Karen Lee Wald provides these points of
clarification regarding adherence to Roman
Catholicism on the pearl of the Antilles.
----- Original Message -----
From: "Karen Lee Wald" <kwald@...>
To: "Walter Lippmann" <walterlx@...>
Sent: Wednesday, July 31, 2002 3:30 PM
Subject: Re: 60% catholic
That's not true. The Catholic Church claims 60%
(rather than the 4% who actually go to their church
regularly) based on the number who BAPTIZE THEIR
CHILDREN. But all those who practise the Afro-Cuban
religions baptize their children in the Catholic Church,
and then go about their own religious practices.
The Catholic Hierarchy considers them Catholic only
when it is convenient for them to inflate their numbers.
There are probably also others who are neither
Catholic nor santeria practitioners who baptize their kids
"just in case".......:)
You should clarify this for your readers.......
(Unlike any other would-be refugees from
third world countries, Cubans know that
the Cuban Adjustment Act guarantees a
green card to any of them after a single
year of residence in the U.S. Call this an
"express-lane affirmative action policy"
for Cubans who would like to leave.)
Posted on Tue, Jul. 30, 2002
23 Cuban Catholics defect in Canada
Group left Mass as pope preached
BY LUISA YANEZ
Using Pope John Paul II's Sunday Mass as a cover, at least
23 Cuban pilgrims defected during the World Youth Day
celebrations in Toronto over the weekend, eluding Cuban
They remained in hiding Monday for fear they would be forced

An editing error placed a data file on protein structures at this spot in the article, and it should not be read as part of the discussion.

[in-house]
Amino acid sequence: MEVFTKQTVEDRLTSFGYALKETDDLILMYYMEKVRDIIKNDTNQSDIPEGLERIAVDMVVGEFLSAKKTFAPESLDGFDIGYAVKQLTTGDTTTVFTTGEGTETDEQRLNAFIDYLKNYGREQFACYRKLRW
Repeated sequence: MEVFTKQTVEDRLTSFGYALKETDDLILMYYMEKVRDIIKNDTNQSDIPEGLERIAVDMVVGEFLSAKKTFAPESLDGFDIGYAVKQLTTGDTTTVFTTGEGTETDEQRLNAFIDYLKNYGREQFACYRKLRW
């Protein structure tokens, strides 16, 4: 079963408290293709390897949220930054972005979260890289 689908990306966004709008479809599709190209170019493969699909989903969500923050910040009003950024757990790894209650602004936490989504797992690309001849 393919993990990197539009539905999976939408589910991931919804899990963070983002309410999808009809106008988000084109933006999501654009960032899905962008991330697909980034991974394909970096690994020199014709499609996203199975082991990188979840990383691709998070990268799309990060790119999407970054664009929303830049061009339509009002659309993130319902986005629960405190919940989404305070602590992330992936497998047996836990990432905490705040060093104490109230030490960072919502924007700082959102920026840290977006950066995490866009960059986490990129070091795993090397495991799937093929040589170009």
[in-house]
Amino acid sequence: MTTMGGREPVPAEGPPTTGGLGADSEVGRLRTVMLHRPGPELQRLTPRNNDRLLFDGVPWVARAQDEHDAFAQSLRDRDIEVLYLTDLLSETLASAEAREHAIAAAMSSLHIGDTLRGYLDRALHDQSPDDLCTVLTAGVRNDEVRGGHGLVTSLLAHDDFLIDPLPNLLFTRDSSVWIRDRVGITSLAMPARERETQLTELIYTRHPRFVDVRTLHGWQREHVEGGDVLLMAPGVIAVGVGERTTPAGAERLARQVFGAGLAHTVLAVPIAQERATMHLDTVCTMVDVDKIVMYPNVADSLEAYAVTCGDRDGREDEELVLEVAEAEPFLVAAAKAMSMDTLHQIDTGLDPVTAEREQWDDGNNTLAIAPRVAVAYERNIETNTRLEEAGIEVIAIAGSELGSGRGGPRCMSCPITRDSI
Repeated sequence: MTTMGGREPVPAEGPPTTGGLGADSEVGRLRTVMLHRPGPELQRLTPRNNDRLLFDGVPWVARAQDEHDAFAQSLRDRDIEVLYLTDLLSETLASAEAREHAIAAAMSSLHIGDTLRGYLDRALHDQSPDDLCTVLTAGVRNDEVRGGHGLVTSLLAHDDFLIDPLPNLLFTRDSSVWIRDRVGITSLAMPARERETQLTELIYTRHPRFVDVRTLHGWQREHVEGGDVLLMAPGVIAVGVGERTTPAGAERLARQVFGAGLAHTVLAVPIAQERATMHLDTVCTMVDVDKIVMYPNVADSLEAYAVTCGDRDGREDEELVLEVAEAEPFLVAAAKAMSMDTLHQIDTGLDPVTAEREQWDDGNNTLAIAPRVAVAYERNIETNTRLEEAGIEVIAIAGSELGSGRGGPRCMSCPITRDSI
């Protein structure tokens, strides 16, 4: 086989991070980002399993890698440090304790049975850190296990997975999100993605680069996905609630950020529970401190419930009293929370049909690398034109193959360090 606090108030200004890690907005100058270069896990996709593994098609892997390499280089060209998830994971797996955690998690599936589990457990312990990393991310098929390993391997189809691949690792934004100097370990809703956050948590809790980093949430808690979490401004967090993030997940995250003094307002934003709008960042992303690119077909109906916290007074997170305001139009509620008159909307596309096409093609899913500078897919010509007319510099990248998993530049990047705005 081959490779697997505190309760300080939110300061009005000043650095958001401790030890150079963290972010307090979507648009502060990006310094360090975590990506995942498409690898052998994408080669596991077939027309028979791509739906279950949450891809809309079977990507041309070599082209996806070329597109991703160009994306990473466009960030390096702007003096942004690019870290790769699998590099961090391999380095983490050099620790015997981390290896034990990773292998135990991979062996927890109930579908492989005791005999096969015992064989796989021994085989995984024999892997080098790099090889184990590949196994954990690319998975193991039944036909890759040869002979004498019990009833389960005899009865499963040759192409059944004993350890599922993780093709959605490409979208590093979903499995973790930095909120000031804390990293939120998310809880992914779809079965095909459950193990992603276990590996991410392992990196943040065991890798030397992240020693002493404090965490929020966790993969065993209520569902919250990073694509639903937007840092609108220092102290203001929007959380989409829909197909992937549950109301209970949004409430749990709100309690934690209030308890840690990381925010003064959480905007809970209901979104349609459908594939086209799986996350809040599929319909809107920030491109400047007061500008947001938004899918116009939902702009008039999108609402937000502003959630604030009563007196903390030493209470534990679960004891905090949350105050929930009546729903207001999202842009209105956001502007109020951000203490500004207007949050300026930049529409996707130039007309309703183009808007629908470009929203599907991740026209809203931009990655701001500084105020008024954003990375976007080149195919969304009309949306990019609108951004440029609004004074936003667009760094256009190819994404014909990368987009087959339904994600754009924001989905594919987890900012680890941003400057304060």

back to the island, and Canadian supporters said their
numbers might grow.
The defectors are being sheltered in safe houses by the
Cuban-Canadian Foundation, a group of Cuban exiles led by
human rights activist Ismael Sambra.
The group of Catholics plans to seek political asylum,
arguing that they face persecution for their religious
beliefs in communist Cuba, their supporters said Monday.
''Freedom to express religious and political ideas -- this
is what they seek,'' Sambra said of the pilgrims, whom he
described as professionals in their 20s.
About 200 Cubans traveled to Canada, according to media
reports, after Fidel Castro issued 11th-hour approval.
Sambra, in a telephone interview, wouldn't give further
details on the defectors until the other visiting Cubans
leave Canada today, except to say that others might join the
Sambra said his group did not persuade the Cubans to leave
their delegation. ``They came with their own plans. . . . We
did not invoke them to leave the delegation. I want to make
Joe Garcia, executive director of the Miami-based Cuban
American National Foundation, which is assisting the
Canadian exile group, said of the defectors: ``They don't
feel safe coming out until the entire Cuban delegation
returns to the island.''
CANF will help provide attorneys for the men and women as
they prepare to file their claims for political asylum
claims in Canada.
''We have offered them any help they need,'' said Omar Lopez
Montenegro, who works with the human-rights branch of the
THE PROCESS NOW
Rejean Cantlon, spokesman for Canada's Citizenship and
Immigration Department, said he could not comment on the
defected Cubans since no formal applications have yet been
If they were to apply for refugee status, the Cubans would
see immigration officials in about a month, when a decision
would be made on their eligibility to apply. If rejected,
they would be sent home.
Sambra said he feels there's a good chance Canada will allow